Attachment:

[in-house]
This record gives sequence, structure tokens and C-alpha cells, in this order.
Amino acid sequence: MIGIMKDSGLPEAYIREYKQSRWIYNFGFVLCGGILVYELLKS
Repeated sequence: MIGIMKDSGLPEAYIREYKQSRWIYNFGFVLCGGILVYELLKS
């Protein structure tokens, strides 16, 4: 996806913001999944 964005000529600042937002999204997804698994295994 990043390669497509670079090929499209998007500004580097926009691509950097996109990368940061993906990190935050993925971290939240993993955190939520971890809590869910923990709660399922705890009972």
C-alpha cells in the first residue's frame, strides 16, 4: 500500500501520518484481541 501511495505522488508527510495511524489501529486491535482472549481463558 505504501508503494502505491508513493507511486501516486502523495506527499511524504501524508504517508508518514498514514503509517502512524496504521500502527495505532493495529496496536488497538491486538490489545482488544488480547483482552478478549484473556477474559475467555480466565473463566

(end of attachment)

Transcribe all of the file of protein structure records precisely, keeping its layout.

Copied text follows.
[in-house]
This record gives sequence, structure tokens and C-alpha cells, in this order.
Amino acid sequence: MIGIMKDSGLPEAYIREYKQSRWIYNFGFVLCGGILVYELLKS
Repeated sequence: MIGIMKDSGLPEAYIREYKQSRWIYNFGFVLCGGILVYELLKS
């Protein structure tokens, strides 16, 4: 996806913001999944 964005000529600042937002999204997804698994295994 990043390669497509670079090929499209998007500004580097926009691509950097996109990368940061993906990190935050993925971290939240993993955190939520971890809590869910923990709660399922705890009972």
C-alpha cells in the first residue's frame, strides 16, 4: 500500500501520518484481541 501511495505522488508527510495511524489501529486491535482472549481463558 505504501508503494502505491508513493507511486501516486502523495506527499511524504501524508504517508508518514498514514503509517502512524496504521500502527495505532493495529496496536488497538491486538490489545482488544488480547483482552478478549484473556477474559475467555480466565473463566